You've heard it. I've heard it. Everyone from time immemorial has heard it. Parents and grandparents have repeated it until they have turned blue in the face: "Eat Your Greens!"
Well it turns out that parents don't come by that stubborn perversity due to their station in life. It's not as though a baby is born and parents suddenly know all of the answers--as if someone threw on a light switch.
Eating greens is ancient wisdom, replete with tremendous health benefits. For some of us, however, it just takes a few decades for some of those wiser tidbits to emerge in the form of conscious choice and admonitions.
Nutrients in Kale
is an important source of calcium, iron, and vitamins A, C and K. It contains seven times more beta-carotene,
and ten times more eye protecting lutein and zeaxanthin than does broccoli
(another brassica). These carotenoids
are known to help protect against a major cause of blindness known as macular
Only two cups of kale contain a
substantial 4 grams of protein and 3 grams of fiber. Being a brassica, kale also provides special
phytochemicals such as cancer-fighting indoles which help to protect against
breast, cervical and colon cancers. A
sulfur compound known as sulforaphane is formed when kale is chewed or chopped,
and this compound aids detoxifying enzymes that trigger the removal of free
radicals and other DNA damaging chemicals. Sulforphane has even been shown to
help stop breast cancer cell proliferation as reported in a recent study
published in the Journal of Nutrition.
Tips for Preparing Kale
Rinse kale leaves under cold running water to remove any grit or debris. Roll leaves tightly together and slice into into 1/2" wide portions. Stems are best chopped into 1/4" pieces. To obtain the greatest health benefits from kale, sprinkle with lemon juice and allow the chopped kale to rest for about 5 minutes before cooking.
The Healthiest Way of Cooking Kale
One of the healthiest ways to cook kale is by steaming. This method retains the maximum amount of nutrition and flavor. Simply place 2 inches of water in a good-sized pot, place kale in a steamer basket or heat proof colander over the water, cover and steam for 5 minutes. For added flavor, whisk together:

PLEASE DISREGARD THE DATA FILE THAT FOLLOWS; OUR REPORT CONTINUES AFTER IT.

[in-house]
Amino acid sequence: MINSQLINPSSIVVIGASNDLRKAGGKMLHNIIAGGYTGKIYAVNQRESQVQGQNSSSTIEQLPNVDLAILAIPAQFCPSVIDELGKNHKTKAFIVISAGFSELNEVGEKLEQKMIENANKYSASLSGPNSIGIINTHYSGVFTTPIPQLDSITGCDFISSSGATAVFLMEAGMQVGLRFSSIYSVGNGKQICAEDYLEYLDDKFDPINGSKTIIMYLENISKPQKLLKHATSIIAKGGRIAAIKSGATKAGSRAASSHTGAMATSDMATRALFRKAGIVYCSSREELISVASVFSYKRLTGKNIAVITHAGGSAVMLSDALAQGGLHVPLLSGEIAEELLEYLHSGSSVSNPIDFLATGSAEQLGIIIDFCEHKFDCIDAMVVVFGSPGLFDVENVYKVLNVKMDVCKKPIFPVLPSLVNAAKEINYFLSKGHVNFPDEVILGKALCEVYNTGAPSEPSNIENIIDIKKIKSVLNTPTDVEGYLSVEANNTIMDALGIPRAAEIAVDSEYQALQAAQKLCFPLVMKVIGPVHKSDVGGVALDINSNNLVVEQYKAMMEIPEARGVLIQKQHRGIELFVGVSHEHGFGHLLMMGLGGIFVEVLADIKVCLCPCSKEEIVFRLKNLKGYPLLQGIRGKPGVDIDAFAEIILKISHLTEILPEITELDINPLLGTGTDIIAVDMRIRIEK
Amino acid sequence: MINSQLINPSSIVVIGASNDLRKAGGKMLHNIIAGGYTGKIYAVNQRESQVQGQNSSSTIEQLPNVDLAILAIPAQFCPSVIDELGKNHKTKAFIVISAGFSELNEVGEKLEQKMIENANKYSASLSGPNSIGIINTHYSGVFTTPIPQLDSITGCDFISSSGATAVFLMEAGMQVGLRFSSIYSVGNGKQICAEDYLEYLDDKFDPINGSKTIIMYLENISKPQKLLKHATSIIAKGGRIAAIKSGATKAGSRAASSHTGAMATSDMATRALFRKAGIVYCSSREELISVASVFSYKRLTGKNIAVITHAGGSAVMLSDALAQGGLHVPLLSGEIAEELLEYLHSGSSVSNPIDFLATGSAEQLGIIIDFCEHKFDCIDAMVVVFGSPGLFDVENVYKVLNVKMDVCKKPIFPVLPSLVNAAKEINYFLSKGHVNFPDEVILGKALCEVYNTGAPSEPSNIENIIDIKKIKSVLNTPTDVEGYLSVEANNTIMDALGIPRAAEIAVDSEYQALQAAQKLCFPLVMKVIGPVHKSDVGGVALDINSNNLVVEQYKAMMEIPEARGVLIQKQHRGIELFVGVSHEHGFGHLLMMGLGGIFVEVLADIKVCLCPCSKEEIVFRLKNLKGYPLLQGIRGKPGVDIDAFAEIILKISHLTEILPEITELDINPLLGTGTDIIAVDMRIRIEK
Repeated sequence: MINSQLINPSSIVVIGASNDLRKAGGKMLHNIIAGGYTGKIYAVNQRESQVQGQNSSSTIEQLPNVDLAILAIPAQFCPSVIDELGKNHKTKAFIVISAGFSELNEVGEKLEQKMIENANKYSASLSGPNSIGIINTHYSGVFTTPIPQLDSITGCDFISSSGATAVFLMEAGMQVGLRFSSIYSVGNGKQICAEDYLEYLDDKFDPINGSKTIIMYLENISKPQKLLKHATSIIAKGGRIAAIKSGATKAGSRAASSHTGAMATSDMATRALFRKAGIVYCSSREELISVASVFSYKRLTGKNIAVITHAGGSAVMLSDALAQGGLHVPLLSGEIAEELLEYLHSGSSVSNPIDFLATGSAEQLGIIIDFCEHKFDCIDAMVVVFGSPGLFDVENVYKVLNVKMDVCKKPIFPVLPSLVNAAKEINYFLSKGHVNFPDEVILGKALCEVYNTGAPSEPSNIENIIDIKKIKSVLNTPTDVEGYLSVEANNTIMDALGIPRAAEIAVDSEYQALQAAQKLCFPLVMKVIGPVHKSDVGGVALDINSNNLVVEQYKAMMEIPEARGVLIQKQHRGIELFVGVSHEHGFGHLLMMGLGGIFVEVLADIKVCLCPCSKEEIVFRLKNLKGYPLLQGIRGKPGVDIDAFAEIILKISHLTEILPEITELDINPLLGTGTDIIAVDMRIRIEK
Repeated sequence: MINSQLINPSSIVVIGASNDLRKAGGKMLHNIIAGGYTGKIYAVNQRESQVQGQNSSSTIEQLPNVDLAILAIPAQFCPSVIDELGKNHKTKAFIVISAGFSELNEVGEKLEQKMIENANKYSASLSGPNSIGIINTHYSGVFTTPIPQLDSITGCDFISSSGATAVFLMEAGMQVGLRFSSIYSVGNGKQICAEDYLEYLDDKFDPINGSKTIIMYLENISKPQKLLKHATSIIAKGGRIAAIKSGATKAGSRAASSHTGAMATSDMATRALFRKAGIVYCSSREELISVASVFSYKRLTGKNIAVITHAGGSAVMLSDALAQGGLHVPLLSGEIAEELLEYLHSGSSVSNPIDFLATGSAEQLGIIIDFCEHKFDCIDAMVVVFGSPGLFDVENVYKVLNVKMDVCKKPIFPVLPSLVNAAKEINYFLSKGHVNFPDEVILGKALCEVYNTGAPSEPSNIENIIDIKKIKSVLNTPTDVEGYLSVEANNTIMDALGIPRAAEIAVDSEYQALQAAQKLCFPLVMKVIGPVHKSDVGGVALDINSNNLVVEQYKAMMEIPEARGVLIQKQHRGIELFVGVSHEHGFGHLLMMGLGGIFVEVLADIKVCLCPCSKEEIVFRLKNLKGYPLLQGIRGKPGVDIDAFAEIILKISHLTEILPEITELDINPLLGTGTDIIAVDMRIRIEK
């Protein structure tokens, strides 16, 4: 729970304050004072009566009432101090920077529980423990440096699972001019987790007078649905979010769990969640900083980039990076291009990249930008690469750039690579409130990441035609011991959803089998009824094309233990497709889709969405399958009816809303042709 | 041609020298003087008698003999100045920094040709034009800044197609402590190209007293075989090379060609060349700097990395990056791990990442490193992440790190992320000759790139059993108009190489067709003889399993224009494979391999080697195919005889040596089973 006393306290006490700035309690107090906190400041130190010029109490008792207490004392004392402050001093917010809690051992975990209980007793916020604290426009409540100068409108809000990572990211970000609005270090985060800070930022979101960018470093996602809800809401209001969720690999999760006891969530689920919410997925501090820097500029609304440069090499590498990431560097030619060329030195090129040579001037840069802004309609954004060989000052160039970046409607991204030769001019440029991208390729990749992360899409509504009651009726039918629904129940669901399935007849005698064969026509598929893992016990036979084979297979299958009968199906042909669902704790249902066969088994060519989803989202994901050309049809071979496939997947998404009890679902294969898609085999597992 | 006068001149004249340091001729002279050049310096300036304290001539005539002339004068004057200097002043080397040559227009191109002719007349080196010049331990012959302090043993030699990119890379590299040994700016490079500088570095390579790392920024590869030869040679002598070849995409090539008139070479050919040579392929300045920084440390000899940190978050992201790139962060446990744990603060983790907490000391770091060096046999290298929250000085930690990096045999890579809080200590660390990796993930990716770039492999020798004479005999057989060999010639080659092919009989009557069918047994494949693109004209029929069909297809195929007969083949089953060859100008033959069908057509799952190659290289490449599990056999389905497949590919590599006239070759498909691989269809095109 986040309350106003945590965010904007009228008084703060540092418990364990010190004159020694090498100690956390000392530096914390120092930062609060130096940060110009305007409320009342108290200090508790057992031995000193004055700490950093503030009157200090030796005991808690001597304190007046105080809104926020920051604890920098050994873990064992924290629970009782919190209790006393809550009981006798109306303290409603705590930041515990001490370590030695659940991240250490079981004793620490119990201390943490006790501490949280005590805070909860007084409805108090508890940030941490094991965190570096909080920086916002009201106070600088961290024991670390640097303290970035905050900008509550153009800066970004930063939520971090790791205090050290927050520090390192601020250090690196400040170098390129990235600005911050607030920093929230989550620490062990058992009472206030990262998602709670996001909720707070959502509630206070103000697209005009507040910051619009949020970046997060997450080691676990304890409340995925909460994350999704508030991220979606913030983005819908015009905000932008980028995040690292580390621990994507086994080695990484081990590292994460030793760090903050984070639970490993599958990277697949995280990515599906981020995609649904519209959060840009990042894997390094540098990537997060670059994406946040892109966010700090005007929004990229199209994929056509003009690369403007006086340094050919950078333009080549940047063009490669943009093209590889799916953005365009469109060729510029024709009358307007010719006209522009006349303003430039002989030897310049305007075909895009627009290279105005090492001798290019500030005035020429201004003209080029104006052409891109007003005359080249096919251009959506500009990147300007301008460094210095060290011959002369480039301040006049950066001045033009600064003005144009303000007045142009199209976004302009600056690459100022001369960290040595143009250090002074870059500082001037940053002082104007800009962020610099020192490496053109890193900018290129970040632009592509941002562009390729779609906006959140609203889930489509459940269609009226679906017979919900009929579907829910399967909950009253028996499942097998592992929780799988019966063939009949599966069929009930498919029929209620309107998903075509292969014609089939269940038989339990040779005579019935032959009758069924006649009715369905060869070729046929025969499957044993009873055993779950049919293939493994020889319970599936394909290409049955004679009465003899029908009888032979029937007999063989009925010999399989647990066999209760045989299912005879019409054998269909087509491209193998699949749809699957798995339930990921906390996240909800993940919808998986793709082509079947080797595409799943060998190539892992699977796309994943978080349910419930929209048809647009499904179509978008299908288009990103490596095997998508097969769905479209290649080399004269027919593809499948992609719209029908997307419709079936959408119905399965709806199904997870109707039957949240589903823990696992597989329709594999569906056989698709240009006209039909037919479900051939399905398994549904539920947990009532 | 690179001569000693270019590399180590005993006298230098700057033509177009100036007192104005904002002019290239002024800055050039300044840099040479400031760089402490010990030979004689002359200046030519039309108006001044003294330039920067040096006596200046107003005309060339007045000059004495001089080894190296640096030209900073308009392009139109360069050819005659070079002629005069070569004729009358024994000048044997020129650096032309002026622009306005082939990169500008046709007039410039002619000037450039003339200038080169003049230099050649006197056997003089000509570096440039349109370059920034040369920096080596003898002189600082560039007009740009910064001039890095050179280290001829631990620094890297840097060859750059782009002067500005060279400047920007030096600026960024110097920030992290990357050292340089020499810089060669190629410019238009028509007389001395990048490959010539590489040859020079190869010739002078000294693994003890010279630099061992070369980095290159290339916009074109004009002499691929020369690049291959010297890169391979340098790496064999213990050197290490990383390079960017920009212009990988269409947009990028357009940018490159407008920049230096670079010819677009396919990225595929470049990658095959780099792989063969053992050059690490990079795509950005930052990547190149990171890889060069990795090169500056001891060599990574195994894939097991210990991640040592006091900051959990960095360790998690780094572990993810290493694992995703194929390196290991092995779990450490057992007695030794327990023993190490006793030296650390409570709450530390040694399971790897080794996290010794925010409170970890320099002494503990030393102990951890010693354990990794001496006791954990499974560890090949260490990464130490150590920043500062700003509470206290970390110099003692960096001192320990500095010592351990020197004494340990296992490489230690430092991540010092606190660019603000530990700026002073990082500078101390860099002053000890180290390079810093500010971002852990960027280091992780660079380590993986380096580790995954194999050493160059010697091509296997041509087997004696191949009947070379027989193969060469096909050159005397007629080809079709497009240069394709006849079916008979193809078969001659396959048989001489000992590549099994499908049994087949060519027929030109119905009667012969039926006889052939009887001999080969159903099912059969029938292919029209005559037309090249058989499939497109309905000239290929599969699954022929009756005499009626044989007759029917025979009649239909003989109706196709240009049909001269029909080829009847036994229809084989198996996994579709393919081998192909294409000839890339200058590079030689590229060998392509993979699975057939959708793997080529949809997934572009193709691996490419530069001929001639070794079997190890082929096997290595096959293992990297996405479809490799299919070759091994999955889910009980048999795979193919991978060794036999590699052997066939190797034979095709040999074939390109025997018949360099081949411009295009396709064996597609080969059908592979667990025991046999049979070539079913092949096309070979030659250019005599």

- 3 tablespoons extra virgin olive oil
- 1 tablespoon fresh lemon juice
- 1 clove garlic, minced
- sea salt and pepper to taste
Drizzle over the kale, toss and serve. For a Mediterranean twist, combine kale with pine nuts and feta cheese, and serve on a bed of fresh whole grain pasta.
For a traditionally southern method of cooking kale, try the authentically flavored recipe below.
Southern Style Braised Kale Recipe
- 1/2 pound sliced bacon, chopped
- 3 cups chopped yellow onions
- Salt and freshly ground black pepper
- Pinch cayenne
- 1/2 cup firmly packed light brown sugar (optional)
- 2 tablespoons minced shallots
- 3 garlic cloves, minced
- 6 cups water
- 1/4 cup cider vinegar
- 6 bunches fresh kale, washed well and tough stems removed
- Brown bacon in a large, heavy pot over medium heat until slightly crisp.
- Add onions and season with salt, black pepper, and cayenne.
- Reduce heat slightly and cook, stirring, until the onions are golden, about 5 or 6 minutes.
- Add brown sugar (if using) and stir to dissolve.
- Add shallots and garlic and cook, stirring, for a minute more.
- Add water and vinegar, stirring well.
- Begin adding kale to the pot, about a third at a time, pressing the greens down as they begin to wilt. Continue in this way until all kale has been added.
- Reduce the heat to medium-low and cook, uncovered, until kale is tender, or about 1-1/2 hours.
- Serve hot, accompanied by hot buttered grits, warm buttermilk biscuits or cornbread, and eggs over-easy for an authentic southern treat!